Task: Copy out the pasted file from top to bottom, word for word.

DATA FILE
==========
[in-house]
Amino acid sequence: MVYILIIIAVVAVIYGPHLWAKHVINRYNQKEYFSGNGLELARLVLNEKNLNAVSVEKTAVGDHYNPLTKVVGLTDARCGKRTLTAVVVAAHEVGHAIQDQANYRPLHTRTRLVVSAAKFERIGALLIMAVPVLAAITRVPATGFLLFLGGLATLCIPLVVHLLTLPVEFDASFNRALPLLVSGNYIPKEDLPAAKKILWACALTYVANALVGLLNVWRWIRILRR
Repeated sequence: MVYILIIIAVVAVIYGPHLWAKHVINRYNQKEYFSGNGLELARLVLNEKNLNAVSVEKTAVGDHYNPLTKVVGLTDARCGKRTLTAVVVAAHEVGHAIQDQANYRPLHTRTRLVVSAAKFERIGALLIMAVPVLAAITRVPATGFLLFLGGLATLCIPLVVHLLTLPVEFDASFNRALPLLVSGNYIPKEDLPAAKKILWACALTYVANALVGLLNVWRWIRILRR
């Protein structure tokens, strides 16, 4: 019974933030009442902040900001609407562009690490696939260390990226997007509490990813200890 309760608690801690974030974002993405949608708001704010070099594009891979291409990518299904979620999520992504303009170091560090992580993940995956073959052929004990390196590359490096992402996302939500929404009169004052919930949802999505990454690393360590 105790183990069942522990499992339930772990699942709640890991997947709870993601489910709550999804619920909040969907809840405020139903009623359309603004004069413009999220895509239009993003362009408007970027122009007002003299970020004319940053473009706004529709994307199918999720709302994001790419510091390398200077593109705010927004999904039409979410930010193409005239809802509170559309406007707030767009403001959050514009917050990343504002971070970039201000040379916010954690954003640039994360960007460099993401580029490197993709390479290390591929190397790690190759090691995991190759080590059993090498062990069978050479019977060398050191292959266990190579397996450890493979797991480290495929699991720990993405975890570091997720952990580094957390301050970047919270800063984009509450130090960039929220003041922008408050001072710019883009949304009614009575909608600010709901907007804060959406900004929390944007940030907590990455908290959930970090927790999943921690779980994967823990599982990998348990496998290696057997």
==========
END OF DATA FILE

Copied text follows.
[in-house]
Amino acid sequence: MVYILIIIAVVAVIYGPHLWAKHVINRYNQKEYFSGNGLELARLVLNEKNLNAVSVEKTAVGDHYNPLTKVVGLTDARCGKRTLTAVVVAAHEVGHAIQDQANYRPLHTRTRLVVSAAKFERIGALLIMAVPVLAAITRVPATGFLLFLGGLATLCIPLVVHLLTLPVEFDASFNRALPLLVSGNYIPKEDLPAAKKILWACALTYVANALVGLLNVWRWIRILRR
Repeated sequence: MVYILIIIAVVAVIYGPHLWAKHVINRYNQKEYFSGNGLELARLVLNEKNLNAVSVEKTAVGDHYNPLTKVVGLTDARCGKRTLTAVVVAAHEVGHAIQDQANYRPLHTRTRLVVSAAKFERIGALLIMAVPVLAAITRVPATGFLLFLGGLATLCIPLVVHLLTLPVEFDASFNRALPLLVSGNYIPKEDLPAAKKILWACALTYVANALVGLLNVWRWIRILRR
């Protein structure tokens, strides 16, 4: 019974933030009442902040900001609407562009690490696939260390990226997007509490990813200890 309760608690801690974030974002993405949608708001704010070099594009891979291409990518299904979620999520992504303009170091560090992580993940995956073959052929004990390196590359490096992402996302939500929404009169004052919930949802999505990454690393360590 105790183990069942522990499992339930772990699942709640890991997947709870993601489910709550999804619920909040969907809840405020139903009623359309603004004069413009999220895509239009993003362009408007970027122009007002003299970020004319940053473009706004529709994307199918999720709302994001790419510091390398200077593109705010927004999904039409979410930010193409005239809802509170559309406007707030767009403001959050514009917050990343504002971070970039201000040379916010954690954003640039994360960007460099993401580029490197993709390479290390591929190397790690190759090691995991190759080590059993090498062990069978050479019977060398050191292959266990190579397996450890493979797991480290495929699991720990993405975890570091997720952990580094957390301050970047919270800063984009509450130090960039929220003041922008408050001072710019883009949304009614009575909608600010709901907007804060959406900004929390944007940030907590990455908290959930970090927790999943921690779980994967823990599982990998348990496998290696057997």